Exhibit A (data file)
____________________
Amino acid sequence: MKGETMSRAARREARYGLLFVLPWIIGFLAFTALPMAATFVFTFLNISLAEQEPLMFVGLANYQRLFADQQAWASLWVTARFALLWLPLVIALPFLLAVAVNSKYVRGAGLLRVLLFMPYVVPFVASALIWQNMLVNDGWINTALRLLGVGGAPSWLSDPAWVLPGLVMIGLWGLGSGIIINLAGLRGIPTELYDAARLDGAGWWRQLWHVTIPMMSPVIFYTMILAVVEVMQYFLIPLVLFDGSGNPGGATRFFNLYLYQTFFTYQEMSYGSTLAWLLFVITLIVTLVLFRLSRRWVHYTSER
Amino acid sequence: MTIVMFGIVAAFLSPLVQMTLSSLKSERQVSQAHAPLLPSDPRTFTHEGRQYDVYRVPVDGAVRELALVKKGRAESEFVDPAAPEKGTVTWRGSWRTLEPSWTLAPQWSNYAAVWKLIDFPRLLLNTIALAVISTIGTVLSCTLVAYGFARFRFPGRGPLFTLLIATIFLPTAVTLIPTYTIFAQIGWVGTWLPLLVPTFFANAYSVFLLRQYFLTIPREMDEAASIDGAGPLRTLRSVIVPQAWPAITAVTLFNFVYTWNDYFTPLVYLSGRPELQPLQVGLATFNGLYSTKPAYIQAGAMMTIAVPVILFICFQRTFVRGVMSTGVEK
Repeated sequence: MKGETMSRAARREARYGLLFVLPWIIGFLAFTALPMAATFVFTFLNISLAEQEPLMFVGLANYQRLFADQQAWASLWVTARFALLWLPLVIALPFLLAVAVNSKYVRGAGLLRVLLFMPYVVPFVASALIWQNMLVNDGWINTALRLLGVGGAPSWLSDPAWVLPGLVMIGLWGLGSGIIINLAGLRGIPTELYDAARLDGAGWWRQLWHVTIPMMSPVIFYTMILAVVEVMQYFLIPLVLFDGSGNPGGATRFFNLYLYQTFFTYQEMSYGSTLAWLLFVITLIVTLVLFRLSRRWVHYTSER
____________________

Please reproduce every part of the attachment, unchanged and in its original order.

Amino acid sequence: MKGETMSRAARREARYGLLFVLPWIIGFLAFTALPMAATFVFTFLNISLAEQEPLMFVGLANYQRLFADQQAWASLWVTARFALLWLPLVIALPFLLAVAVNSKYVRGAGLLRVLLFMPYVVPFVASALIWQNMLVNDGWINTALRLLGVGGAPSWLSDPAWVLPGLVMIGLWGLGSGIIINLAGLRGIPTELYDAARLDGAGWWRQLWHVTIPMMSPVIFYTMILAVVEVMQYFLIPLVLFDGSGNPGGATRFFNLYLYQTFFTYQEMSYGSTLAWLLFVITLIVTLVLFRLSRRWVHYTSER
Amino acid sequence: MTIVMFGIVAAFLSPLVQMTLSSLKSERQVSQAHAPLLPSDPRTFTHEGRQYDVYRVPVDGAVRELALVKKGRAESEFVDPAAPEKGTVTWRGSWRTLEPSWTLAPQWSNYAAVWKLIDFPRLLLNTIALAVISTIGTVLSCTLVAYGFARFRFPGRGPLFTLLIATIFLPTAVTLIPTYTIFAQIGWVGTWLPLLVPTFFANAYSVFLLRQYFLTIPREMDEAASIDGAGPLRTLRSVIVPQAWPAITAVTLFNFVYTWNDYFTPLVYLSGRPELQPLQVGLATFNGLYSTKPAYIQAGAMMTIAVPVILFICFQRTFVRGVMSTGVEK
Repeated sequence: MKGETMSRAARREARYGLLFVLPWIIGFLAFTALPMAATFVFTFLNISLAEQEPLMFVGLANYQRLFADQQAWASLWVTARFALLWLPLVIALPFLLAVAVNSKYVRGAGLLRVLLFMPYVVPFVASALIWQNMLVNDGWINTALRLLGVGGAPSWLSDPAWVLPGLVMIGLWGLGSGIIINLAGLRGIPTELYDAARLDGAGWWRQLWHVTIPMMSPVIFYTMILAVVEVMQYFLIPLVLFDGSGNPGGATRFFNLYLYQTFFTYQEMSYGSTLAWLLFVITLIVTLVLFRLSRRWVHYTSER